More... Posted: Mar 12, 2018

    297   13   2

    Posted by: Dæmon

    The HK boys hosted me over my Spring Break and showed me what Hong Kong is all about! Took a toll on my fresh Lollipop, but I loved every minute of it! Be sure to hit these guys up if you ever hit Hong Kong!

    More... May 18, 2018 at 9:51 PM

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    We've all seen him slay, but what makes him tick?

    More... May 9, 2018

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    The Dye Happy slayers all submitted some clips for a collective edit, and the clips are CRAZY. Peep the slayage from some of your favorite players! Edited by Colin Hislop If you like tye dye and kendama, check out! He even has his own line of kendamas, definitely check his site out!

    More... Apr 30, 2018

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    Our latest Prime Custom line has gone Super Saiyan. Get your favorite DBZ character color way today!

    More... Apr 20, 2018

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    Just saw this come out earlier today and thought it was super creative. I still think these two are underrated.

    More... Apr 10, 2018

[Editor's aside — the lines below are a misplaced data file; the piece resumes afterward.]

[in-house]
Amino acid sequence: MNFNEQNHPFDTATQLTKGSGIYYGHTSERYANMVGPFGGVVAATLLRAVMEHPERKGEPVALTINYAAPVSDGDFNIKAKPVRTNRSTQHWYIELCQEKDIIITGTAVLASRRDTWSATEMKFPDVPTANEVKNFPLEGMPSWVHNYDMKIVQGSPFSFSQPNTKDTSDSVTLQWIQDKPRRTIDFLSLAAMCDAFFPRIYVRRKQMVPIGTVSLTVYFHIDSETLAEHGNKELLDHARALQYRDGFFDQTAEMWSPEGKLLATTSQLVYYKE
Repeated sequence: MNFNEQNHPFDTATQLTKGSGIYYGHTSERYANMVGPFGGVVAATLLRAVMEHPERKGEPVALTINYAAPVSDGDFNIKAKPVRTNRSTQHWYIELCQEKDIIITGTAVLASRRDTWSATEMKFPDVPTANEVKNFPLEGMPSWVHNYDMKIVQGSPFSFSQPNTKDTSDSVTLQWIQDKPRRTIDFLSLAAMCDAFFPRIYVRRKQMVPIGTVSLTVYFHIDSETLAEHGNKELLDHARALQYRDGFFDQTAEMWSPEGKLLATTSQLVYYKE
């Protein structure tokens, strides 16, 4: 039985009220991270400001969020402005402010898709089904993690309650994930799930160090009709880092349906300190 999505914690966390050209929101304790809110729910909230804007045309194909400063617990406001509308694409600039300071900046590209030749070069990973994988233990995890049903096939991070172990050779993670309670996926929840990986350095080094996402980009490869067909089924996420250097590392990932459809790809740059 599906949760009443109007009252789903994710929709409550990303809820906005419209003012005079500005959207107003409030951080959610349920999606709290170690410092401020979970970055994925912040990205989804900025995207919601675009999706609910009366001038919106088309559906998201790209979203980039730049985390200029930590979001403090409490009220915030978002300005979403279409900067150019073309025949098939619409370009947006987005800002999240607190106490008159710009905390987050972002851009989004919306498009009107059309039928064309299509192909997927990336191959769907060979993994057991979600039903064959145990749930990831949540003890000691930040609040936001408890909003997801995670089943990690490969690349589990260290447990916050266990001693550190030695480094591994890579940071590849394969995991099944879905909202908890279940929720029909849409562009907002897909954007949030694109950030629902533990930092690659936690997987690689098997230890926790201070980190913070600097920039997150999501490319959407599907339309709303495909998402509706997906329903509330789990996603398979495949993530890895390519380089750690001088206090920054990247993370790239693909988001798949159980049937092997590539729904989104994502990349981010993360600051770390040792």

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    KWC has just dropped their trick list for this year's competition. We've posted them here for quick access. Are you headed to KWC? Discuss: Kendama World Cup Hatsukaichi 2018 Tricks Tricks - Level 1 01: Spike 02: Airplane 03: Big cup, Spike 04: Trapeze 05: Big cup, Orbit, Spike 06: Baseball 07: Big cup, Kneebounce big cup 08: Candle block 09: Hanging, Double clap catch 10: Moshikame x 11 Tricks - Level 2 01: Gunslinger spike 02: Jumping stick 03: Around Japan 04: Swing spike, Earth turn 05: Stuntplane 06: Kenflip big cup, Spike 07: Finger solar flare, Spike 08: Lighthouse, Falling in 09: Penguin base cup, Spike 10 : Downspike Tricks - Level 3 01: Candle, Spike 02: Specewalk 03: Around Europe 04: Swing spike, Whirlwind 05: Juggle big cup, Spike 06: Base cup hanging lighthouse, Falling in 07: Bird, 1 turn spike 08: Lunar, Flip in 09: Turntable , Spike 10: Airplane, Base cup, Downspike Tricks - Level 4 01: Lightning drop swap spike 02: 2 turn airplane 03: Around USA 04: Airplane, 1.5 turn tradespike 05: Juggle spike 06: Flying V, 1 turn airplane 07: Candle grip underbird, Spike 08: Stilt, Tradespike 09: Sara grip big cup, Orbit penguin big cup, Grip change spike 10: Lighthouse, Stuntplane Tricks - Level 5 01: Swirl to swap spike 02: Triple jumping stick 03: Around Denmark 04: Base cup, Kenflip base cup, Kenflip lighthouse, Tradespike 05: Juggle kick big cup, Spike, Earth turn 06: Ghost lighthouse insta lighthouse flip, Tradespike 07: Underbird, Nod off underbird, Falling in 08: Inward lunar flip, Falling in 09: Swivel downspike fasthand, Swivel spike 10: Candle grip kenflip downspike

    More... Apr 17, 2018

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    by Dæmon